Increasing the net value of forestry side-streams has both ecological as well as economic benefits for emerging biorefining industries. Spruce bark represents one of the nature’s abundant sources of valuable extractives. In this study, the impact of storage on the quality and quantity of Norway spruce (Picea abies) extractives was examined as a function of storage time, environmental conditions and season (i.e., winter or summer). The bark from stored spruce saw logs was extracted with an accelerated solvent extractor (ASE) at 120 °C with hexane and water. The produced extracts were analysed qualitatively and quantitatively by gas chromatography with a flame ionisation detector (GC-FID) and high-performance liquid chromatography (HPLC) methods. The total amount of phenolics in the water extracts was evaluated by the Folin–Ciocalteu method, while the carbohydrate and lignin content of the extractive-free bark was estimated by acidic hydrolysis and acidic methanolysis. According to the results, storage season and temperature dramatically influenced both the chemical composition and degradation rate of bark extractives. After a storage period of 24 weeks, the winter-stored saw log bark retained 22% more hydrophilic extractives than the summer-stored bark. Lipophilic extractives, however, were 14% higher during the summer. Notably, the average amount of monomeric stilbenoids was 61% higher during the winter storage period. The initial total phenolic content in the water extracts was significantly higher during winter, but the degradation rate was about equal during winter and summer. The amount of cellulose in dry bark decreased from 17% to 11% and from 13% to 6% during winter and summer, respectively. By contrast, hemicelluloses increased from 17% to 26% and 15% to 30% during winter and summer, respectively. Overall, it was demonstrated that the seasonal factors of storage greatly affected the degradation rate of valuable spruce bark extractives, which should be considered in the planning stages of the raw materials procurement chain. Full article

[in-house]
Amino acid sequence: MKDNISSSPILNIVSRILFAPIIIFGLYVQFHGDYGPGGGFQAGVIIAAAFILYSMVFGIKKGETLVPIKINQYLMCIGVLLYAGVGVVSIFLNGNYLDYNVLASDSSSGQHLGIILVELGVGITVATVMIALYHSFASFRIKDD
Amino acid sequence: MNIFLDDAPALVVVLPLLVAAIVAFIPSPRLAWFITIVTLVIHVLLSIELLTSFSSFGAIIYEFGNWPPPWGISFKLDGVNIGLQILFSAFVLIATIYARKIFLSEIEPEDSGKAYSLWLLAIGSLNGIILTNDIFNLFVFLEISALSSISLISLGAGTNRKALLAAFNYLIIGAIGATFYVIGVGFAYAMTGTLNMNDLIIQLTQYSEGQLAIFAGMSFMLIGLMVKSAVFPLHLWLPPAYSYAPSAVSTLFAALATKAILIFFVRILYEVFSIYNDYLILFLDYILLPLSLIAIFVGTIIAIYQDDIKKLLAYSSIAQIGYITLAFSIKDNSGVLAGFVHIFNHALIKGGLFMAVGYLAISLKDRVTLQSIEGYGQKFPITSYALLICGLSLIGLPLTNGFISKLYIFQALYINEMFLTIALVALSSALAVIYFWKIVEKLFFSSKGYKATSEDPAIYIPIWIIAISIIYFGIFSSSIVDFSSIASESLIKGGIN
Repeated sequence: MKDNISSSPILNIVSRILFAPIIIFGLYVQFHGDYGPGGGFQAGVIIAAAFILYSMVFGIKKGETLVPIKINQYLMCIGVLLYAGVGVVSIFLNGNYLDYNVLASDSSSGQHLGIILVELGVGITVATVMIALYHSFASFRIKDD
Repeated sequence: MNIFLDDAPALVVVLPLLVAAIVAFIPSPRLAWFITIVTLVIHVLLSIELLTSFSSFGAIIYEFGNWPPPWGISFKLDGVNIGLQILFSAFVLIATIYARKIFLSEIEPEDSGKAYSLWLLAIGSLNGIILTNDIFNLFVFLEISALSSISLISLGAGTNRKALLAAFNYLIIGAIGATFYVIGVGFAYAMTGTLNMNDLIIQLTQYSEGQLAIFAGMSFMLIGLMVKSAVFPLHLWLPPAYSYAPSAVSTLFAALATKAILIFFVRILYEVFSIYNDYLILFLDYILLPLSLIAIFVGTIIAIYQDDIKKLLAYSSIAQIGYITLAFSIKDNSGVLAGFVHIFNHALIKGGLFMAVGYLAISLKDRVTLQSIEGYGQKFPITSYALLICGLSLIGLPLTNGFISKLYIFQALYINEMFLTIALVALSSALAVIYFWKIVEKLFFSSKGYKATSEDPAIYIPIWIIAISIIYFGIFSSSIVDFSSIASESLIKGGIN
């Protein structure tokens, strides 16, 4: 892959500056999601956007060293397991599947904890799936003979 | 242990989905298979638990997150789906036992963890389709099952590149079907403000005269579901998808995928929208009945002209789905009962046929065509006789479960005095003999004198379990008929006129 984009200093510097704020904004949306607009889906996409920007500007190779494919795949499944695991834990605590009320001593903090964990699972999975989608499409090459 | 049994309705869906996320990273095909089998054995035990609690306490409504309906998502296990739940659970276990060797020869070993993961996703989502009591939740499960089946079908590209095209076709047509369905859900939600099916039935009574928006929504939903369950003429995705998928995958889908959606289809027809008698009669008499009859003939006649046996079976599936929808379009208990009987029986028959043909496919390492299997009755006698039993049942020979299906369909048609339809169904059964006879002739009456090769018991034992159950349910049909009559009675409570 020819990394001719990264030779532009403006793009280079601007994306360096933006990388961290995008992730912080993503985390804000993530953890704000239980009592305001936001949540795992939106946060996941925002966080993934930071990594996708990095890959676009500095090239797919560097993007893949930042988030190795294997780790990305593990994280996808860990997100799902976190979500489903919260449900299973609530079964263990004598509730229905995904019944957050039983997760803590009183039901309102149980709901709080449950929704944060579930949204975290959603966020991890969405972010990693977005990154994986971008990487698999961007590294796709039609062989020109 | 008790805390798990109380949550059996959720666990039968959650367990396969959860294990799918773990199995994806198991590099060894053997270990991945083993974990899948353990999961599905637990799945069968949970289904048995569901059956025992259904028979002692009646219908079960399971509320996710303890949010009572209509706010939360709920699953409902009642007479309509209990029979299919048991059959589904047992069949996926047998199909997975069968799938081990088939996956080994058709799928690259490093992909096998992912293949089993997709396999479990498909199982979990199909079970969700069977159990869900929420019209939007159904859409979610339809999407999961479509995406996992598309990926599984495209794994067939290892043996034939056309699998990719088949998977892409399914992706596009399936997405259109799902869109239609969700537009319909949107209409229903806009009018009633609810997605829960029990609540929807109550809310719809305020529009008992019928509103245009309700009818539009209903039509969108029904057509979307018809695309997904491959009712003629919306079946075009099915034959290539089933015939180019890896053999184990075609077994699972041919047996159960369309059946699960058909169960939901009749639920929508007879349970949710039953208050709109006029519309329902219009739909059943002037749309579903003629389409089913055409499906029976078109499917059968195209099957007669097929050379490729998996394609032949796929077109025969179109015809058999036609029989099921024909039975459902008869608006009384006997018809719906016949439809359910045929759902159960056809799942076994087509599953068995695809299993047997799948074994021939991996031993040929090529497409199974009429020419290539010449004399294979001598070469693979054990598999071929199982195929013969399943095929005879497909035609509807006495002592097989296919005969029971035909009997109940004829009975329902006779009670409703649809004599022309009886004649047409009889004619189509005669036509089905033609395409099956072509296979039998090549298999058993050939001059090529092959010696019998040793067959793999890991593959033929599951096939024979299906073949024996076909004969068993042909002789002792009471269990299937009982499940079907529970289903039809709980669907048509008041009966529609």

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Article